The European edition of the Sustainable Foods Summit will take place in Amsterdam on 4-5th June 2015. Like previous six editions, it will bring together key stake-holders (food manufacturers & retailers, ingredient suppliers, industry organisations & certification agencies, investors, packaging companies, etc.) to debate and discuss key issues in a high-level forum. Please contact us to receive the conference programme
The Sustainable Foods Summit comprises four distinct sessions...
With 2015 declared as the international year of soils, the summit
begins with an opening keynote on soil fertility and
sustainability. Gain insights into how soil health contributes to
food security, climate change mitigation, poverty alleviation and
ecosystem preservation. A subsequent paper states the importance of
soil in carbon sequestration to help mitigate climate change.
An update is given on the Transatlantic Trade and Investment Partnership (TTIP) and its implications to sustainable foods. Although the benefits are stated by the EU and the US, TTIP also brings many risks to European producers and consumers. Case studies are given of a leading European retailer and food company on how they are tackling sustainability issues. Another paper looks at the financing options available to sustainable food enterprises. At the end of the session, featured speakers will discuss economic values. How important are they becoming on the sustainability agenda?
The growing prominence of sustainability in the food industry is
leading to major changes in the sourcing and use of ingredients.
Some food and ingredient companies are setting up sustainable
supply chains for raw materials, whilst others are searching for
new ingredients that have some ecological / societal significance.
By the use of case studies, this session covers such developments.
Details are given of a new traceability scheme for food ingredients. How can modern software tools be used to increase transparency in supply chains? Using vanilla as an example, a leading supplier shows how it is creating a sustainable supply base for this ubiquitous flavouring. Another case study on sustainable cocoa shows how social value can be added to agricultural commodities.
The second part of the session looks at novel ingredients that have some associated ecological and / or social benefits. The sea is considered an untapped source of food ingredients; a pioneering enterprise shares its experiences in developing sea vegetables, highlighting their sustainability credentials and food applications. Another paper covers African ingredients that make a positive contribution to small growers. Moringa is one such superfood ingredient that is making its way in food and beverage products. The session adjourns with panellists debating the role of sustainable ingredients in innovation. Do most sustainable ingredients lower environmental impacts and / or create social impacts, or can they actually create product innovations?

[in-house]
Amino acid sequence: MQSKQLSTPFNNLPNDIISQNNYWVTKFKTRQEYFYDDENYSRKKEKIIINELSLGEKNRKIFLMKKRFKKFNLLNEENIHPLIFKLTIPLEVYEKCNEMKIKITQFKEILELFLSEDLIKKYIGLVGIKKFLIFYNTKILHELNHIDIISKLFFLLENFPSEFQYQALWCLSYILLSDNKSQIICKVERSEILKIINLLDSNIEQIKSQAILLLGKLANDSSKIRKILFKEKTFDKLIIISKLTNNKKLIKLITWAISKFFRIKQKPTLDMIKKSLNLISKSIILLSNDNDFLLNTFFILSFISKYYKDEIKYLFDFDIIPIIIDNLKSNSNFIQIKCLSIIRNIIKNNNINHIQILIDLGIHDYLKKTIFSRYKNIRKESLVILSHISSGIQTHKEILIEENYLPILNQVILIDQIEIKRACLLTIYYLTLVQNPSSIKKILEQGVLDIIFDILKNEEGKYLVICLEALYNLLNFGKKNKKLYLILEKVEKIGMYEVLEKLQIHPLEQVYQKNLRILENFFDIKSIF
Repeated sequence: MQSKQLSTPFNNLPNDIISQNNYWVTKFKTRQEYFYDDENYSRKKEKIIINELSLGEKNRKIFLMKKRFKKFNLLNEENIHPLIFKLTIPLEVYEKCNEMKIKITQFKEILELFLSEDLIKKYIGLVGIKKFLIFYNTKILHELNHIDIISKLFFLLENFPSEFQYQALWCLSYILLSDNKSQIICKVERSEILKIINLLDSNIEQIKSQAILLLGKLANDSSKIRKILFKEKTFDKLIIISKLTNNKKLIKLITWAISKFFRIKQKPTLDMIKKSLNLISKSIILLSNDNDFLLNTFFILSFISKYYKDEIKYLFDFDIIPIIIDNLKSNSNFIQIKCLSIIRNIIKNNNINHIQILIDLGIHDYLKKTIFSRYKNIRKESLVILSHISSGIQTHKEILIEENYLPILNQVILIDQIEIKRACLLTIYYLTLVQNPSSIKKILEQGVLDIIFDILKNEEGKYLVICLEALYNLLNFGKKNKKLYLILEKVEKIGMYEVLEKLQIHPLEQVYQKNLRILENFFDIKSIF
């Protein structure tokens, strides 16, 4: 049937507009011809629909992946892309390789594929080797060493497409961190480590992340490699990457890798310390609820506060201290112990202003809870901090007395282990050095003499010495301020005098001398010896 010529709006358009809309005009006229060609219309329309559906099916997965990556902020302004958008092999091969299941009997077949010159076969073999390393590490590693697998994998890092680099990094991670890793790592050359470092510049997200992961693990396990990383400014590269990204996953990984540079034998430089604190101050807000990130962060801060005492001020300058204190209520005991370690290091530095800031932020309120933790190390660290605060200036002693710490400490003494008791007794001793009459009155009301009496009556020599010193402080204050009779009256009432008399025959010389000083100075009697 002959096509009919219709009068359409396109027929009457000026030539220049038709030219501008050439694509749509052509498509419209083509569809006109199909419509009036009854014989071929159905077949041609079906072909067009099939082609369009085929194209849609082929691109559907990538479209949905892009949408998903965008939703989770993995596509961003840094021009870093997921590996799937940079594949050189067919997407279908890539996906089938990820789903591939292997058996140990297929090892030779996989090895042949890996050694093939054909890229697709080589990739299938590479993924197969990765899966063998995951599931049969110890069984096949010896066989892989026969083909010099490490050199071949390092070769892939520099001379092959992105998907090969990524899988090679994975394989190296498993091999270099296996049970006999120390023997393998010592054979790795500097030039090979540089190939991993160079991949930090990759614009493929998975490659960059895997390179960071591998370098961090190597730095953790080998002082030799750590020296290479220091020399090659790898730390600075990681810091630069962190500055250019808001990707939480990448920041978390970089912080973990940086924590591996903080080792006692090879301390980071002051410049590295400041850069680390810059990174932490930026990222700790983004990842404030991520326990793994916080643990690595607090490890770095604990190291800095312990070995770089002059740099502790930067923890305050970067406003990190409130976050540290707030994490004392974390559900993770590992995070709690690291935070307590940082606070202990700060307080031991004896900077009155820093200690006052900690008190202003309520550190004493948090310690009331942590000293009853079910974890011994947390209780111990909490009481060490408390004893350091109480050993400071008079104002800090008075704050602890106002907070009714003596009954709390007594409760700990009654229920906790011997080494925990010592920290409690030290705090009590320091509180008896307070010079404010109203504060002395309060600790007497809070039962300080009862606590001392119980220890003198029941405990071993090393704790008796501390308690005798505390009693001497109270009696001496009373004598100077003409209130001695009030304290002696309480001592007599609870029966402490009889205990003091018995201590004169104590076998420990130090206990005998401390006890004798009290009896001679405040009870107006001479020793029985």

This session highlights major major developments concerning
sustainable foods at the distribution and consumer level. After an
opening keynote on marketing communications, the potential of local
food markets are stated. How are local markets for sustainable
foods having a positive impact on rural communities? How are
consumers also benefiting from locally sourced foods?
With growing interest in raw foods, a pioneering European brand shares its experiences in developing and marketing such products. Case studies are given of green brands making headway in mainstream retailers. The first involves an organic food brand that is building international distribution; the second, a retailer green label that has developed a household presence in its country market.
Best-practices in green marketing communications are showcased, followed by new research into the ethical consumer: what are the triggers for them to buy green products? What do they look for in food and beverages? What are the implications to sustainable brands? The session adjourns with a panel discussion on green consumers: in spite of high growth rates, organic and sustainable foods still comprise less than 4% of food sales in Europe. What can be done to expand the green consumer base? How can organic, fair trade, and other eco-labelled products better penetrate mainstream consumers?
With packaging waste comprising up to a third of household waste,
food and beverage companies are under growing pressure to reduce
their packaging impacts. This session looks at the various ways
such companies can adopt sustainable packaging solutions.
The session begins with latest research on the environmental impact of food and beverage products. How do differences in packaging materials affect the environment? How are advances in eco-design reducing the packaging impact of products? An update is given on the growing use of bio-polymers in packaging applications, followed by case studies of a leading retailer and food company adopting sustainable packaging solutions. Details are given of new schemes that re-direct packaging waste from landfill to new product applications. To conclude, featured speakers will discuss the obstacles to adopting green packaging and how they could be possibly overcome.
Please contact us to receive the detailed conference programme.
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